Geoffry Davis wins ISPR presentation award
- Nov 7, 2016
- Future Scientists
This is a non-scientist friendly article. Words preceded by are defined when hovered over.
Geoffry Davis has won an award from the International Society of Photosynthesis Research (ISPR) for his presentation talk at the 17th International Congress on Photosynthesis Research.
The ISPR, founded in 1995, aims to promote the development of photosynthesis research as a basic and applied science. The International Congress, held once every three years, took place in Maastricht, the Netherlands, and Davis’s winning presentation was in the top three from among 600 posters.
Damage from fluctuating light
Geoffry, a PhD candidate in Cell and Molecular Biology who works in the Kramer lab at the MSU-DOE Plant Research Lab, has been examining photosynthesis, the source of energy for most of life on our planet. The specific study in question examines one of the forms plants store captured sunlight, an electric field generated by the chloroplast, the plant’s energy producing machine.
The discovery is that the electric field can spike in the presence of highly fluctuating light, ‘overcharging’ the plant and potentially damaging, even killing, it. “Think about it,” Geoffry says “light flickers all the time in nature (think of a leaf blowing in the wind or of a cloudy day).”
In addition to presenting his poster at the Congress, Geoffry was invited by conference organizers to give a seminar about his research.
“The talk went well, a lot of people really liked the story, and many agree with it! This is new work that contributes to our understanding of photosynthetic productivity and how plants live in their natural environment. Much of the previous body of photosynthesis research has been studied in isolated complexes or proteins.”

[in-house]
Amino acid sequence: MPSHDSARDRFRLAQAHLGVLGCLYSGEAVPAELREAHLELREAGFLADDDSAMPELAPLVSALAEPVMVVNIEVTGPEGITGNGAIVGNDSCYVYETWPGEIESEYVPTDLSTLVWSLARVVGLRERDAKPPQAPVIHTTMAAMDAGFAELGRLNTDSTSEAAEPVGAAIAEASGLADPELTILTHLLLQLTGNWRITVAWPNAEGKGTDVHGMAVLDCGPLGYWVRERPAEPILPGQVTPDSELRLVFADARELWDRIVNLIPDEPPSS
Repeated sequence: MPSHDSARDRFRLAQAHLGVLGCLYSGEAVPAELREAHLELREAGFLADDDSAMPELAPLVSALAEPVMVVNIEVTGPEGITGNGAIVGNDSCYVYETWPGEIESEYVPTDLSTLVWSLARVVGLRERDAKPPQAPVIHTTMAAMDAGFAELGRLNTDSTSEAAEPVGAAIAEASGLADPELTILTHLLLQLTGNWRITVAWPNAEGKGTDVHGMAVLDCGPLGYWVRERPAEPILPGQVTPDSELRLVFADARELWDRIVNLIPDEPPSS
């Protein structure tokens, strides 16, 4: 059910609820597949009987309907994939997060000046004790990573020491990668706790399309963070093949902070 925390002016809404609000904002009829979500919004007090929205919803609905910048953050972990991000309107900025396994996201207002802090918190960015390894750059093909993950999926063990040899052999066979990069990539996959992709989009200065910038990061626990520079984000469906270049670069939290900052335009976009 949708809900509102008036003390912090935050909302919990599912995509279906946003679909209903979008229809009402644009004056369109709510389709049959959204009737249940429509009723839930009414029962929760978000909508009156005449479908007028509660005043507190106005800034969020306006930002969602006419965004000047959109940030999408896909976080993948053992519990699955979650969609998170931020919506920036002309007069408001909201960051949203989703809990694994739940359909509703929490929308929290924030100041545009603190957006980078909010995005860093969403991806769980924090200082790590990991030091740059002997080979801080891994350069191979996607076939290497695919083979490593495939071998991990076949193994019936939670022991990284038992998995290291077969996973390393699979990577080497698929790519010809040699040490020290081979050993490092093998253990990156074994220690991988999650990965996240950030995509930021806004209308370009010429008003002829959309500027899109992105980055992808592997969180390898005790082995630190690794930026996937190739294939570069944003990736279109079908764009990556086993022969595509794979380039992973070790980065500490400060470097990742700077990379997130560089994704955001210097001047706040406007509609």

Researching plants in dynamic environments
A remarkable aspect of Geoffry’s work is that researchers over the past decades figured out various aspects of the mechanism described in his research, by studying these isolated bits and pieces.
But no one was able to connect the dots until the Kramer lab at MSU developed the tools to study photosynthesis processes in living plants under real-world conditions.
It also became clear that the living plant works very differently compared to its isolated bits. Specifically, in the 1980s, it was generally thought that there was little, if any, electric field across one of the chloroplast components, called the thylakoid.
“But it turns out the electric field is both very important to store energy and also potentially very damaging to the plant under fluctuating light conditions. Back then, scientists didn’t have the tools and information we have today, so no one put it in the context of a living, breathing organism.”
Geoffry believes this will change the way people look at photosynthesis. “I think within a couple of years, this research will be influential. Even though one can get a snapshot of how things work in the lab or even draw a cartoon of how things work, photosynthesis is turning out to be a more dynamic process than many have expected.”
From a basic research aspect, Geoffry thinks researchers will want to understand how this electric field is controlled inside living plants, at the molecular level.
And there are application potentials. “Photosynthesis only uses a small amount of the light hitting the Earth. The idea is that if a system could use more of that light, one could generate more energy through photosynthesis.”
With that in mind, scientists have been trying to breed better plants that would increase crop yields for food and renewable resources.
“On the plus side, maybe we can discover plants that protect themselves from these changes in light, now we know the danger this situation poses. But, a less rosy implication is that, if flickering light can damage or kill plants, having plants that absorb more light might not be a viable strategy for increasing energy production. We don’t know the answer yet.”
Geoffry, originally from Las Vegas, obtained his BS in Biochemistry at the University of Maine in 2012. He joined MSU that same year and joined the Kramer lab in 2013. His study was recently published in the journal, eLIFE (link to publication and link to news release).